The court of appeals opinion specifically pointed out that the directors were not sellers but were liable to the same extent as the sellers. It stated, "[t]he undisputed facts set forth in their answer and affidavits show appellant officers and directors were aware of all facts from which their liability is alleged to exist. Therefore, they are in the same shoes as seller by reason of Section 409.411(b)." Dunn, 680 S.W.2d at 306. Thus, although the court found the directors and Bemor jointly and severally liable, it did not impose liability on the directors because they were sellers. The court's opinion and the applicable statute are clear that the directors' liability as non-sellers attached solely by reason of their knowledge and position within the company.


Moreover, even if the state court had characterized the directors as sellers, it would have been solely for purposes of applying the state statute. The federal courts would not be bound by that characterization for purposes of applying the anti-fraud provisions of the federal securities laws. See Alley v. Miramon, 614 F.2d 1372, 1381 n. 18 (5th Cir.1980) (federal law governs construction of all aspects of Rule 10b-5). Applying federal law, the directors do not have standing to maintain an action against Schroeder and Eisenstein because they were not actual sellers of the securities. See, e.g., Blue Chip Stamps v. Manor Drug Stores, 421 U.S. 723, 95 S.Ct. 1917, 44 L.Ed.2d 539 (1975). This Court has had occasion to apply Blue Chip Stamps in Vervaecke v. Chiles, Heider & Co., 578 F.2d 713 (8th Cir.1978). In that case we said, "Blue Chip Stamps * * * sets forth a rigid rule of standing which limits the class of plaintiffs entitled to sue for violations of Rule 10b-5. Under the 'Birnbaum' rule adopted by the Court in Blue Chip Stamps * * * recovery is limited to 'purchasers or sellers of the stock in question.' " Id. at 719. The directors, in their complaint, do not allege that they were the actual sellers of the securities in question. Rather, they simply allege that the state court held them to be sellers. We have already pointed out that there is no merit to this allegation. Thus, under federal law the directors were not the actual sellers of the securities and do not have standing to bring an action based upon section 10(b) or Rule 10b-5.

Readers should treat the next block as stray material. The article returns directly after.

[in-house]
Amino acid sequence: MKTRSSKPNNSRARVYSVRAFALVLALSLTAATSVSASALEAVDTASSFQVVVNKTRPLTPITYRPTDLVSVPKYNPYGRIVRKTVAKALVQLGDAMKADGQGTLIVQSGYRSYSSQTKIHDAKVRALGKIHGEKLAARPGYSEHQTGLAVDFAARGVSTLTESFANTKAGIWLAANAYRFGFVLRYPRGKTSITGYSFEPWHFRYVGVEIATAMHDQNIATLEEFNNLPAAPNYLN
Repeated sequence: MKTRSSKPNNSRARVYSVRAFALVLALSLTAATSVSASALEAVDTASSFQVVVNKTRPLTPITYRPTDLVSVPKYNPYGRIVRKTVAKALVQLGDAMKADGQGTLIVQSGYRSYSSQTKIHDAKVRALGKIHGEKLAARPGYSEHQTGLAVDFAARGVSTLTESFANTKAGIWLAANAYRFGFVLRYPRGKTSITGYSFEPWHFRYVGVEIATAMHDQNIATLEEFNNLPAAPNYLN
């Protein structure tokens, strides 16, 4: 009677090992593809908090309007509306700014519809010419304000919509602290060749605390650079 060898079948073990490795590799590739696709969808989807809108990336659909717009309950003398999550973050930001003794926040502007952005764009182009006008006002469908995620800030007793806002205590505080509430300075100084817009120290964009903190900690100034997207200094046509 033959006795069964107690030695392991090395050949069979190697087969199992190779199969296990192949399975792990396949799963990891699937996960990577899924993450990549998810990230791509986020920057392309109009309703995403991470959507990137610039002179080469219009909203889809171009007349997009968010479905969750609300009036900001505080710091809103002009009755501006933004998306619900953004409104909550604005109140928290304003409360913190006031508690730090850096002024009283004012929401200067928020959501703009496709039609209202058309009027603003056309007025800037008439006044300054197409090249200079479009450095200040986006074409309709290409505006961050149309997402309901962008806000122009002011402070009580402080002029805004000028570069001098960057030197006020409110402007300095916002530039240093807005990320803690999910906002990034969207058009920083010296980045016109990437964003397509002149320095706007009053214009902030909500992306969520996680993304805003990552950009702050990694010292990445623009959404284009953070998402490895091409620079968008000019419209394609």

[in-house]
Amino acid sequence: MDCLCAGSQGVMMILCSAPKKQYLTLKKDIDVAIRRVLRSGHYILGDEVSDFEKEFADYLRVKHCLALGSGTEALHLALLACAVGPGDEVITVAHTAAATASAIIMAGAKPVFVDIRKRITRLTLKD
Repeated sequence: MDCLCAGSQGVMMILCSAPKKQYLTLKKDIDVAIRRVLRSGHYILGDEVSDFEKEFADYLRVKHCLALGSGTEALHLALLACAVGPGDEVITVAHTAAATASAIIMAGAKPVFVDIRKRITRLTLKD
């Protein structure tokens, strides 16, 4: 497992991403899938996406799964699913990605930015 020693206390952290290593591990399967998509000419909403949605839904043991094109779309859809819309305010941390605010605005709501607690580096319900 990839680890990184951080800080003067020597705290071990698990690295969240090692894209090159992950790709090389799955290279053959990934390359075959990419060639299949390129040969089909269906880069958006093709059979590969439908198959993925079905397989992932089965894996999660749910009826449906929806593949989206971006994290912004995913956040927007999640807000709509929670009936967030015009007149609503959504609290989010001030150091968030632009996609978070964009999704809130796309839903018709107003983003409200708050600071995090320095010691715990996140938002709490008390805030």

The RICO Claim